Amsterdam : Financing/Pricing data
Fares and ticketing
The public transport in the Netherlands has abolished the paperbased ‘strippenkaart’; nationwide the rollout of the E-ticket was completed by November 3, 2011.
The OV-chipcard is an electronic purse that is used to pay electronically in the public transport and replaces the old paper ticket. The chipcard was launched by the beginning of 2009. It can also be used on the national railnetwork, next to the paper tickets of Dutch Rail. Every passenger needs a pass to travel by bus, trams and metro.
The E-ticket is personified for frequent users and for season tickets but also available at the stations as an anonymous transport ticket, to be validated when entering and alighting bus or tram. For metro and train trips validation of a E-ticket is needed before entering a platform by passing the metro gates.
Fare levels are determined by the Board of the separate regions, except for the national trainservices, that is in the competence of Dutch Railways. Individual PTA’s have the option to approve of fare propositions of operators for specific concessions, target groups, periods or daytrips. With the new electronic ticketing system the number of physical vending locations at stations is reduced. However, electronic possibilities to obtain an E-ticket have become more available (by internet, e-purse reload).
|Table of fares 2011 |
(based on E-ticket)
|Single trip center}||Multiple trips||Monthly pass||Yearly |
|Normal fare||€ 1,50*||1||€ 42,60||€ 426|
|reduced fare *||€ 0,80*||1||€ 28,10||€ 281|
|Unlimited distance (reduced fare#)2||2||€ 103,95 |
* based on single trip in Amsterdam city with set kilometerfare for average triplength (5 kilometers) ;
1 non-existent; available are multimodal daytrip passes for 24-,48- 72- etc. hours ;
2 fares except for yearly pass relate to travel distance; fixed initial rate: € 0,79 + € 0,105 per kilometer ;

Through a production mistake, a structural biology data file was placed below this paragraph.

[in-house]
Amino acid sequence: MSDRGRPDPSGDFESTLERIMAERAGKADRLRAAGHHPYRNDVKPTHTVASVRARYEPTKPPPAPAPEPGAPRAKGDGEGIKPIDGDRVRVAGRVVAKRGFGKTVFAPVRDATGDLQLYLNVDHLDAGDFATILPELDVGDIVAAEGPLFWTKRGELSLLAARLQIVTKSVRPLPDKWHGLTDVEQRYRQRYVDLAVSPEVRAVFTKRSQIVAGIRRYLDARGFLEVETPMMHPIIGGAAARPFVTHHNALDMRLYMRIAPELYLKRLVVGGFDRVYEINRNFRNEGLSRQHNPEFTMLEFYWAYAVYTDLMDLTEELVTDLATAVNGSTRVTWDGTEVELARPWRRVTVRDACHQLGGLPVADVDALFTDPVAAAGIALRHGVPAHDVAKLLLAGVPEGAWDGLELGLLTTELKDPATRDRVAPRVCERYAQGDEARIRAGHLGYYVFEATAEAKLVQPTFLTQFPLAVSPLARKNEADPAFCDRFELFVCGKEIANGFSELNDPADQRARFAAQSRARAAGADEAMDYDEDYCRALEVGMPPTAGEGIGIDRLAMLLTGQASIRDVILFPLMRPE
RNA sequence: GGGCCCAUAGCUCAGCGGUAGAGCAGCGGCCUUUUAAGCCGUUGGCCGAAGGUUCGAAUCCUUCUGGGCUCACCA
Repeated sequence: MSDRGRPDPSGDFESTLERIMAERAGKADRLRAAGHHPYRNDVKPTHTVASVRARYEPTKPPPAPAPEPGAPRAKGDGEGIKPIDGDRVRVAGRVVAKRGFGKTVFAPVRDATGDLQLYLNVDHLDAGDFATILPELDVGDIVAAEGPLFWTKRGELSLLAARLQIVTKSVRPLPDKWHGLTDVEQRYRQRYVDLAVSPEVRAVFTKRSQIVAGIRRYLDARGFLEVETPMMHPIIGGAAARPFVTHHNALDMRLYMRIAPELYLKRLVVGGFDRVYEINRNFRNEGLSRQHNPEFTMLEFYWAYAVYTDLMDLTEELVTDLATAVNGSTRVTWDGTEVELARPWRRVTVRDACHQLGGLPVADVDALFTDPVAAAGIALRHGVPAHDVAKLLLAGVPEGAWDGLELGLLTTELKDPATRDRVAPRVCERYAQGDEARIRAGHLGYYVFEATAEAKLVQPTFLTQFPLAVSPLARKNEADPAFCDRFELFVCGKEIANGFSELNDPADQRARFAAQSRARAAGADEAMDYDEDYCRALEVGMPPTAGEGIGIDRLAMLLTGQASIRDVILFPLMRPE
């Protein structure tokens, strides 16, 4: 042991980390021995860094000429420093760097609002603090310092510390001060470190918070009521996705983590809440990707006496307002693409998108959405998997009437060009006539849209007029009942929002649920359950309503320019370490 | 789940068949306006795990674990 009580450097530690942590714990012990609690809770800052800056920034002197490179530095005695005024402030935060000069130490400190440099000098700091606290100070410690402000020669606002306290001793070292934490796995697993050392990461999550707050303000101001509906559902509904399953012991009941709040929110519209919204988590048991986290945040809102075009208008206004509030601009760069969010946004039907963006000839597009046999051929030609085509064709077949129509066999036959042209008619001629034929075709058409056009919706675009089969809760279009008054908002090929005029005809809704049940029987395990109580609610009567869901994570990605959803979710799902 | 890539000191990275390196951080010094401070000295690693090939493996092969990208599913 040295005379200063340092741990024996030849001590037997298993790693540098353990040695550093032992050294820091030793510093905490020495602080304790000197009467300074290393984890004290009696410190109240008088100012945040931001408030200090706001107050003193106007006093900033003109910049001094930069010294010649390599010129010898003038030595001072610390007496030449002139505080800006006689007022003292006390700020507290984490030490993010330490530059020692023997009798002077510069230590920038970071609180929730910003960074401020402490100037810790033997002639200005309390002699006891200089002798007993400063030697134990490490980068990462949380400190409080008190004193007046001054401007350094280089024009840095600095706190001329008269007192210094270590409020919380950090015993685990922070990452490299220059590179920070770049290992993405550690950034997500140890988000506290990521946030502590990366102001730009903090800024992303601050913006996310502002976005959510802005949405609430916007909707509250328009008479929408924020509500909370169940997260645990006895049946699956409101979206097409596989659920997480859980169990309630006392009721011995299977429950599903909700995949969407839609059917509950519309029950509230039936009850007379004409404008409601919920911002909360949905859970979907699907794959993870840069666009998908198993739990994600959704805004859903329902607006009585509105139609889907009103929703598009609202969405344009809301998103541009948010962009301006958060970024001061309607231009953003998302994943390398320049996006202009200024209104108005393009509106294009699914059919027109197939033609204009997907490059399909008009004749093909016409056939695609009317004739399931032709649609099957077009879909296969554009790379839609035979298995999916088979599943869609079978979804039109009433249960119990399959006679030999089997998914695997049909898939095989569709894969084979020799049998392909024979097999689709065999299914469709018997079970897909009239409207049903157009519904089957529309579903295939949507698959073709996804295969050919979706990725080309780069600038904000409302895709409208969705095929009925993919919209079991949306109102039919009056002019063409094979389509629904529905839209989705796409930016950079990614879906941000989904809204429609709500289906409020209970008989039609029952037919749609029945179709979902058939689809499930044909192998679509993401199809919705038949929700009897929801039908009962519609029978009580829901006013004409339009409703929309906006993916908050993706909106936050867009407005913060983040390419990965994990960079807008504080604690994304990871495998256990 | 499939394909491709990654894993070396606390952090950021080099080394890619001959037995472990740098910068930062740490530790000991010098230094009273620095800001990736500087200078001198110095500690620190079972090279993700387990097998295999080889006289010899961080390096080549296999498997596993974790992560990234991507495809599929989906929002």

# beneficiaries: children aged 4-12 years; elderly 65+, provided in possession of a personified E-card.
Funding of public transport in 2010 : Principles of funding of public transport infrastructure in the Amsterdam City Region.
The responsibility on decisions for financing of new public transport infrastructure lies with:
a- the Amsterdam City Region for projects up with costs up to 225 mio Euros _ b- the Central Government for projects that amounts to costs above 225 mio Euros.
For large scale projects like network extensions for metro, tram or bus infrastructure as a rule the national government is involved in funding schemes. Rolling stock (tram/metro): subsidies are mainly funded out of the regional funding scheme (“BDU”). Except for the funding of heavy rail measurements, obtained from central government budgets.
The financing of rolling stock for buses is a responsibility for the operator and mainly depends on the prescribed requirements in the tendering procedures of bus concessions in our region.
Financing of infrastructure is weighed based on project plans with improvements initiated by municipalities, road traffic managers, fellow authorities or transport operators.
Main criteria for a sound check on a project to qualify for a subvention are:
- Useful and (demonstrably) needed
- Austere and robust (durability of the measure)
- Cost-efficient (positive return on investment)
- Effectiveness (travel time profit per passenger)
Contributions from the regional funding scheme are not fixed to any specific mode of transport in the sector. Specific barriers between funding of public transport as opposed to infrastructure for cycling paths, storage facilities, road safety and mobility management provisions on the other hand have been relieved. All traffic and transport funding is bundled into one programme budget (BDU).
Maximum subventions for public transport related improvement plans is limited to 95% as for maximum of 50% of project costs related to measures for cycling, walking, road building and safety.